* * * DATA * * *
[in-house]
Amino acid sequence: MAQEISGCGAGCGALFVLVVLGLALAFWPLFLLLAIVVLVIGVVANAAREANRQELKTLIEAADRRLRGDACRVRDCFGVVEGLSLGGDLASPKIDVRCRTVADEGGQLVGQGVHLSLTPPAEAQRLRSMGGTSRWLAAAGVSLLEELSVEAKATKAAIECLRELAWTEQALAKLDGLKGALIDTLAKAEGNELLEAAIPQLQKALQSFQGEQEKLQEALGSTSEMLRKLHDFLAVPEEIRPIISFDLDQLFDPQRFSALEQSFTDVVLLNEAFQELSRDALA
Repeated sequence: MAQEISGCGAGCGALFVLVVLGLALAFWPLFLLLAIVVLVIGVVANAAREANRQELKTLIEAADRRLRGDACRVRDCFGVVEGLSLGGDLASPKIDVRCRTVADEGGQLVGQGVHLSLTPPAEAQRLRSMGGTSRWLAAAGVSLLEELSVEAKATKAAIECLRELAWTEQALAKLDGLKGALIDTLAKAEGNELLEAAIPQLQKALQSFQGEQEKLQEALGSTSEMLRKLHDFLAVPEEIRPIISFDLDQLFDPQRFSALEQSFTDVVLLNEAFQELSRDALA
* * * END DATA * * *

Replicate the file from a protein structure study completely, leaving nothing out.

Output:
[in-house]
Amino acid sequence: MAQEISGCGAGCGALFVLVVLGLALAFWPLFLLLAIVVLVIGVVANAAREANRQELKTLIEAADRRLRGDACRVRDCFGVVEGLSLGGDLASPKIDVRCRTVADEGGQLVGQGVHLSLTPPAEAQRLRSMGGTSRWLAAAGVSLLEELSVEAKATKAAIECLRELAWTEQALAKLDGLKGALIDTLAKAEGNELLEAAIPQLQKALQSFQGEQEKLQEALGSTSEMLRKLHDFLAVPEEIRPIISFDLDQLFDPQRFSALEQSFTDVVLLNEAFQELSRDALA
Repeated sequence: MAQEISGCGAGCGALFVLVVLGLALAFWPLFLLLAIVVLVIGVVANAAREANRQELKTLIEAADRRLRGDACRVRDCFGVVEGLSLGGDLASPKIDVRCRTVADEGGQLVGQGVHLSLTPPAEAQRLRSMGGTSRWLAAAGVSLLEELSVEAKATKAAIECLRELAWTEQALAKLDGLKGALIDTLAKAEGNELLEAAIPQLQKALQSFQGEQEKLQEALGSTSEMLRKLHDFLAVPEEIRPIISFDLDQLFDPQRFSALEQSFTDVVLLNEAFQELSRDALA